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|Title:||Ageing in the zebrafish heart|
|Abstract:||With advancing age there is a progressive decline in the function of the heart. In humans reductions in stroke volume and cardiac output occurs often resulting in cardiac disease and subsequent death. The pathology found in the heart due to advancing age is attributed to a reduction in cardiomyocytes which causes cardiac dysfunction and heart disease, leading to heart failure. Zebrafish are a valuable tool in studying ageing and heart disease. As zebrafish age they gradually senesce. This is similar to humans and other mammals. However the response of the zebrafish heart to ageing has not been explored. The zebrafish heart changes due to ageing, with increased fibrosis and ventricular wall thickness. I have established new assays to measure proliferation and apoptosis in zebrafish cardiomyocytes using multiplexing of thymidine analogues and cleaved caspase 3, respectively. Using these developed assays it was discovered that these changes may be caused by an observed increase in cardiomyocyte apoptosis. This was coupled with no change in cardiomyocyte proliferation. These changes may be mediated by an increase in natriuretic peptide expression. In response to exercise, cardiomyocyte proliferation increases signalled by increased gata4, nkx2.5, tbx5, and mef2c expression and a reduction of natriuretic peptide expression. In the long term these genetic and cellular changes in the heart in response to exercise may slow some of the pathological changes observed in the heart.|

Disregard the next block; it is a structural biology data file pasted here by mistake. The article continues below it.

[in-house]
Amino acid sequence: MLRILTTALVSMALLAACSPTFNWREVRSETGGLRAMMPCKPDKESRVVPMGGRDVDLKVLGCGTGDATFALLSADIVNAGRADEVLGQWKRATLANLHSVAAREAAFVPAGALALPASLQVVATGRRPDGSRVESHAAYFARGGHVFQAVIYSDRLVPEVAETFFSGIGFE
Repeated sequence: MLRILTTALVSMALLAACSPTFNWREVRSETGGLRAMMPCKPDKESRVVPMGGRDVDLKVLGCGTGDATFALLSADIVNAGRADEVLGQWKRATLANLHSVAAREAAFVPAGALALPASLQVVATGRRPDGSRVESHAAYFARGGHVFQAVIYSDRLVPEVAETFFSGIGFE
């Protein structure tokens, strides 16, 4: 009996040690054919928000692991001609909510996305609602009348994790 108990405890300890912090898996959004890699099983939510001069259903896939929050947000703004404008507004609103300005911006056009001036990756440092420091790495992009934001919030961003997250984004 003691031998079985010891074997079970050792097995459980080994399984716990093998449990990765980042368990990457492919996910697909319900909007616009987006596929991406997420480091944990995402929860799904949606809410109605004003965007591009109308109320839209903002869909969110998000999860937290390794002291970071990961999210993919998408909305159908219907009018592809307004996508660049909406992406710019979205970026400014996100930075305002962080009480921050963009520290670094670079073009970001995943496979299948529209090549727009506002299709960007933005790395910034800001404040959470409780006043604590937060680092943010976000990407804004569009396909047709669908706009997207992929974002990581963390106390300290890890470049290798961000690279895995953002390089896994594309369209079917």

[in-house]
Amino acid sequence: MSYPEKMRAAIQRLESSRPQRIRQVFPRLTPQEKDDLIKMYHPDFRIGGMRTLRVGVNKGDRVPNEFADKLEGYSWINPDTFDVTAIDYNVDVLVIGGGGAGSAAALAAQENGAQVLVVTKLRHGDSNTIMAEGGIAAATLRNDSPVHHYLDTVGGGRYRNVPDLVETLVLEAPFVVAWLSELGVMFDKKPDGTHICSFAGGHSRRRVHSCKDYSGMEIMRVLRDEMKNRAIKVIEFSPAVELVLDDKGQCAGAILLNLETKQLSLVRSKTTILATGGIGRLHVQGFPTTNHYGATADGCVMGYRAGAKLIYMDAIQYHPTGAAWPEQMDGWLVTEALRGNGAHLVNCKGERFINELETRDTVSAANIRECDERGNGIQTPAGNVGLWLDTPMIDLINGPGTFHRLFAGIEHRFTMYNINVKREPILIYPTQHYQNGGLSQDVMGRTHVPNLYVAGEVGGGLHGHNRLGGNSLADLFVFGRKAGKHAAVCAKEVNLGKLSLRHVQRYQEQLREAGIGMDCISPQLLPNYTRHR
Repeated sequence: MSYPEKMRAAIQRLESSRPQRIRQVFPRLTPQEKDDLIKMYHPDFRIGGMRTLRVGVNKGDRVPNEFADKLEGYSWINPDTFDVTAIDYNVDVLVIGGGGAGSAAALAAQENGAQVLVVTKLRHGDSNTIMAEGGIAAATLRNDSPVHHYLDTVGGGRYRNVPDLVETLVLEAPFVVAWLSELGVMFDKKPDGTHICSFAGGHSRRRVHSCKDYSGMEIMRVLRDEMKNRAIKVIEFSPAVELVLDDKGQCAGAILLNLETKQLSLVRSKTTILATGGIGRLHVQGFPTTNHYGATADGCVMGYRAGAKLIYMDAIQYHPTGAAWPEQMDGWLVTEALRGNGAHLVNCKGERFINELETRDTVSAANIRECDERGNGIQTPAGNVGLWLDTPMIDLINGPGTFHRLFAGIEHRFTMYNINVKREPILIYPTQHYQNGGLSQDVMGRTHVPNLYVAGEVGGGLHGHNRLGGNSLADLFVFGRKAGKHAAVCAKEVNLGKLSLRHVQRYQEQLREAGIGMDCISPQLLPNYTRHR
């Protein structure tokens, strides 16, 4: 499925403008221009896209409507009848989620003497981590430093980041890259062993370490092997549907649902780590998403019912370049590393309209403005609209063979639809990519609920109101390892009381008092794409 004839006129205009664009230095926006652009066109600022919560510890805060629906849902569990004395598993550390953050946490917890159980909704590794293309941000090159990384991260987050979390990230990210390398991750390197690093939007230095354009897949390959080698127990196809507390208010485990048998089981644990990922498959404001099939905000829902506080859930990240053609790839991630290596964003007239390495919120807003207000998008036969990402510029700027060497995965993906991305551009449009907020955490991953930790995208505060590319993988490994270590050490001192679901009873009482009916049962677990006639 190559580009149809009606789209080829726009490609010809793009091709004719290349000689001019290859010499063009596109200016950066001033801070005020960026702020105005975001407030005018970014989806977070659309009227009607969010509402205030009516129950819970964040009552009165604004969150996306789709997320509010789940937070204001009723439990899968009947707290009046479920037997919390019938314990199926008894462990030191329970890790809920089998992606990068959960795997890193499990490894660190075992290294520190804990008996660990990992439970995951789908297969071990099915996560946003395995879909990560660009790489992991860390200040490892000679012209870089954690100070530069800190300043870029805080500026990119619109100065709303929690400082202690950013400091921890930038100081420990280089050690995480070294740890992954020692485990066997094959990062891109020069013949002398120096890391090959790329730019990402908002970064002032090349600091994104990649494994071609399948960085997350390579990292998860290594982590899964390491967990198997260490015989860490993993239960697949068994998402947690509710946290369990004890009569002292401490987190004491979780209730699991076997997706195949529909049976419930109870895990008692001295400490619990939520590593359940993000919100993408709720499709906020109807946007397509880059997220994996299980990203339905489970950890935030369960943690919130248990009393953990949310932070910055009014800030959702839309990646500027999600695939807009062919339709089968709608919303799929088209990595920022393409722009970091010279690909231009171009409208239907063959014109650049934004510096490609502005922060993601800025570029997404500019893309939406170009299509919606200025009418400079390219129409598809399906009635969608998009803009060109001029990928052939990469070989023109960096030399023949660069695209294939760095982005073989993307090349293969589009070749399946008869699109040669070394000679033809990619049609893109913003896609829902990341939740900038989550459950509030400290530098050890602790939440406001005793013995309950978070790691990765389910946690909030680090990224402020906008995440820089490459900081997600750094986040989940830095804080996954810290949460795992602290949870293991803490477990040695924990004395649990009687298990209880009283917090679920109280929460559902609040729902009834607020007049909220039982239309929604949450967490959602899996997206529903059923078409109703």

|Appears in Collections:||Institute of Genetic Medicine|
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|Burns, D. 2014.pdf||Thesis||7.03 MB||Adobe PDF||View/Open|
|dspacelicence.pdf||Licence||43.82 kB||Adobe PDF||View/Open|
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